Daughters Can Now Blame Their Moms for Teen AngstJoanne Bamberger
As our seventh-grade daughter is on the verge of becoming an official teenager, I have learned that: (1) I am the bane of her existence, (2) I am irrelevant (unless there is a request for a sleepover or a new book), and (3) I am the stupidest mom EVER! The good news is that her teen self and new longing for independence are all right on track developmentally. The bad news is that I just have to weather the next few years and look forward to the day when she emerges from that black hole of teen-dom.
But as I continue to reassure myself that her attitudes toward me are perfectly natural and something I have to manage in my own head, along comes a new study just in time for her 13th birthday to add fuel to that never-ending good mother/bad mother fire. It’s conclusion? If our teen daughters are unhappy at this point in their lives, it’s our fault!
This recent report puts a new guilt-inducing twist on the old parents vs. teens saga — it turns out that unless you have a WABAC machine, it might be too late to change how your teenage daughter views her personal relationships, because your early motherhood anxiety is what laid the groundwork for their teen angst and anger.
You’ll love the basis for this theory!
According to the online publication Science News:
“The study, led by Cory Burghy of the University of Wisconsin—Madison, drew from the Wisconsin Study of Family and Work, which in 1990 recruited pregnant women in southern Wisconsin at prenatal visits. Three times during the first year of their babies’ lives, the mothers reported whether they were experiencing stressful situations such as depression, marital conflict, money woes or parenting stress. Researchers assumed that women who reported higher stress levels created a more stressful situation for their baby.
“Four and a half years later, daughters whose moms reported higher levels of stress had more of the stress hormone cortisol in their blood. That observation suggests the girls had trouble shutting down a hyperactive stress response. The same effect wasn’t found in boys.”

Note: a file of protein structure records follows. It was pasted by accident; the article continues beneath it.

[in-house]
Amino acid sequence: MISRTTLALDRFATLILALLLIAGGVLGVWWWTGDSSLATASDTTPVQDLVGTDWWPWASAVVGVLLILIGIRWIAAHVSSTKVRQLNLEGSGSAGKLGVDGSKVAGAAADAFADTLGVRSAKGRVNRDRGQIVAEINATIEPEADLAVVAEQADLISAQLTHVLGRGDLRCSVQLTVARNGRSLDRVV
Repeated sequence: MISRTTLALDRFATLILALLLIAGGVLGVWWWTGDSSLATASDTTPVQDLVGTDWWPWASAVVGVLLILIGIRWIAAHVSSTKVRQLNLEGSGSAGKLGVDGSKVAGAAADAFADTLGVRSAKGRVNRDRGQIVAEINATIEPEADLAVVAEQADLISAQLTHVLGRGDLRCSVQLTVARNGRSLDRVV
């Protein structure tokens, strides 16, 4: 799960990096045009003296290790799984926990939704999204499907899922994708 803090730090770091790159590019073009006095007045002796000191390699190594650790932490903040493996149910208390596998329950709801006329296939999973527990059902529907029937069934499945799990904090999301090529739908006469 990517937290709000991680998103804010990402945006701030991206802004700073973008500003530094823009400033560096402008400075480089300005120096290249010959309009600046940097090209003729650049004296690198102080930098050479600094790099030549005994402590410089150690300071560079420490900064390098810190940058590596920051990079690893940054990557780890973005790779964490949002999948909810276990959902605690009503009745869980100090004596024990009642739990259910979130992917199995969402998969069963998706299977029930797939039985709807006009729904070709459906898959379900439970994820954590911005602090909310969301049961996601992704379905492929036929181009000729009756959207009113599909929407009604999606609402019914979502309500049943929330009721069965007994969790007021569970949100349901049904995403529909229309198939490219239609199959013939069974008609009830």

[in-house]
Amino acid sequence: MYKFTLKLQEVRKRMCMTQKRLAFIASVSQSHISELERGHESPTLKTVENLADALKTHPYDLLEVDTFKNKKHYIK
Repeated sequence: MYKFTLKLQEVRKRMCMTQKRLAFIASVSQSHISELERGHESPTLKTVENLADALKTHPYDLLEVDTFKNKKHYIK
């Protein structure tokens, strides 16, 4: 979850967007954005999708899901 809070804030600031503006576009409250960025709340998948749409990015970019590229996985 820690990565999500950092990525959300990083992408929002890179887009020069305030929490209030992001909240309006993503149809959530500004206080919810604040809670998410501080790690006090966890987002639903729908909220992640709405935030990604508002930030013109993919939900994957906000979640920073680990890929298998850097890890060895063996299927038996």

*Insert deep sigh here.* Is there any parenting experience, especially the early ones, that don’t induce some sort of anxiety? I don’t think so. So does that mean we, as mothers, are dooming our daughters unless we can maintain a ‘don’t worry, be happy’ attitude every day?
As a mom by adoption, I know firsthand there things happen in our children’s lives when they’re infants that directly impact how they process the emotional part of life later on. It’s been established that children who live in orphanages before they are placed for adoption sometimes have issues with attachment in relationships because of the broken attachments early in their lives. So I’m not surprised that how we act or what we do as mothers impact our kids’ emotional lives as they grow. But is there a purpose to be served by studying whether maternal anxiety during a daughter’s infancy makes the teen years worse? Because what mother — really, what parent — doesn’t have worries like “marital conflict or money woes” at some point when their kids are babies?
I suppose there is always something to be learned in any study, but the question I have is this — who decided that they should focus on the stress of mothers rather than fathers? Or maybe a more accurate study would have focused on overall conflict issues in a household, rather than singling out — yet again — the actions of mothers.
Read more from me at my place PunditMom and in my Amazon best-selling book, Mothers of Intention: How Women and Social Media are Revolutionizing Politics in America.
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Image via Joanne Bamberger. All rights reserved.